Law firm booted from FLDS Church’s trust case
In a ruling that could have widespread impact on the ongoing legal war involving the Fundamentalist LDS Church, the judge overseeing the polygamous sect’s real-estate arm has ousted the law firm that used to represent it.
Rod Parker and the Salt Lake law firm Snow Christensen & Martineau were disqualified Wednesday from representing the FLDS Church and some of its members in a challenge to the reforms of the United Effort Plan Trust.
“This is an irreconcilable conflict, and it mandates the disqualification of Mr. Parker and the law firm,” 3rd District Judge Denise Lindberg said. “It extends to the consultation of present and future litigants.”
The judge also ordered the firm to hand over documents gathered from 17 years of representing the UEP and the FLDS Church to lawyers for the court-appointed special fiduciary placed in charge of the $110 million trust.
“The court’s asking us to hand over the confidences of our client to an adversary in the view of our clients,” Parker said outside court. “I think we have an ethical obligation to resist that.”
FLDS member and spokesman Willie Jessop stood up in court to protest the judge’s decision to disqualify their attorneys.
“Looks to me like it’s part of the psychological and sociological warfare that she’s plenty willing to take part of,” Jessop told the Deseret News as he left the courthouse.
Church lawyers argued that the trust has been changed so dramatically, it is not the same entity it once was. Attorneys for the fiduciary countered that Snow Christensen & Martineau was once hired to defend some of the same claims they’re bringing now.
“It’s a huge deal to have your former counsel suing you,” said Jeffrey L. Shields, an attorney for fiduciary Bruce Wisan.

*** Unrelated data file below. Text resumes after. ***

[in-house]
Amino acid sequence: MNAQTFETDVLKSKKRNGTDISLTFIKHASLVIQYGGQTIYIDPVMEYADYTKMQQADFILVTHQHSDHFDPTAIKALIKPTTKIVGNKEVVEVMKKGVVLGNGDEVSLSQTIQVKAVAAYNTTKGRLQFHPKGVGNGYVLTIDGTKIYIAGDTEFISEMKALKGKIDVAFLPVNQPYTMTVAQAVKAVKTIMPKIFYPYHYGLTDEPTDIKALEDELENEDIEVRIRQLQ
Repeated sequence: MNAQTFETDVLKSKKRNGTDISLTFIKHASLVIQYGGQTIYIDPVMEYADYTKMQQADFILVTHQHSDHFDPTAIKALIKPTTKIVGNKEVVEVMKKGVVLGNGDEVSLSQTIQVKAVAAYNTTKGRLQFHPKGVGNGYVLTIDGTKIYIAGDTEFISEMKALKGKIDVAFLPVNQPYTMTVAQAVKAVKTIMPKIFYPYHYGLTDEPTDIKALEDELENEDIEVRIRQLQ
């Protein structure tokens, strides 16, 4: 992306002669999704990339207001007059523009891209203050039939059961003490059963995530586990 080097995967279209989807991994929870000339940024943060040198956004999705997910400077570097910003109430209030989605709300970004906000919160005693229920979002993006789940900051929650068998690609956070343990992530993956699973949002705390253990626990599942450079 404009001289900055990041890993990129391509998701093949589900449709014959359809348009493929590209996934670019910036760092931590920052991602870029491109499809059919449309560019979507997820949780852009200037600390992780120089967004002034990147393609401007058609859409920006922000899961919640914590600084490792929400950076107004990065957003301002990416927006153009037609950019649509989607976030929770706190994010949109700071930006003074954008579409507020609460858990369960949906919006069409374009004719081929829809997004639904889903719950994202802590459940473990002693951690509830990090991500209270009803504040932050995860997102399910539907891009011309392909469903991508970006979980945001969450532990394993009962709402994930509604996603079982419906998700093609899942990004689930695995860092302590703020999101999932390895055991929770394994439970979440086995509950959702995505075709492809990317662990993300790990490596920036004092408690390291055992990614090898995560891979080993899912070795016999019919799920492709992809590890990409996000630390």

Parker said he was unsure how the decision would affect at least a half-dozen lawsuits and motions challenging the UEP trust, which is now under court control. The judge’s decision will be appealed to the Utah Supreme Court, lawyers for the firm said.
Attorney Richard Van Wagoner, who represented Parker in the Wednesday hearing, said he will appeal Lindberg’s decision. He also plans to appeal the judge’s order requiring Parker and R. Scott Berry, who also represented the FLDS church, to turn over documents related to the trust to Wisan.
Lindberg said Wisan is entitled to see documents related to the trust’s past management.
Three sect members sought a restraining order to prevent sale of the 711-acre farm until Lindberg reviewed it and requested hearings on future sales, too.
Attorney Jim Bradshaw said it was “remarkable” that Wisan wanted to block the people he was appointed to protect from being heard. He said the sale was being driven by the trust’s cash crunch without regard to the property’s importance to the community.
Attorney Jeff Shields, who represents Wisan, said the trust will “blow up if we don’t get some money into it” and disputed the property’s significance. He said a prospective buyer wants to build a housing development there.
Lindberg agreed to let sect members voice opinions on the sale, but said the beneficiaries do not have standing to bring actions over management of the trust.
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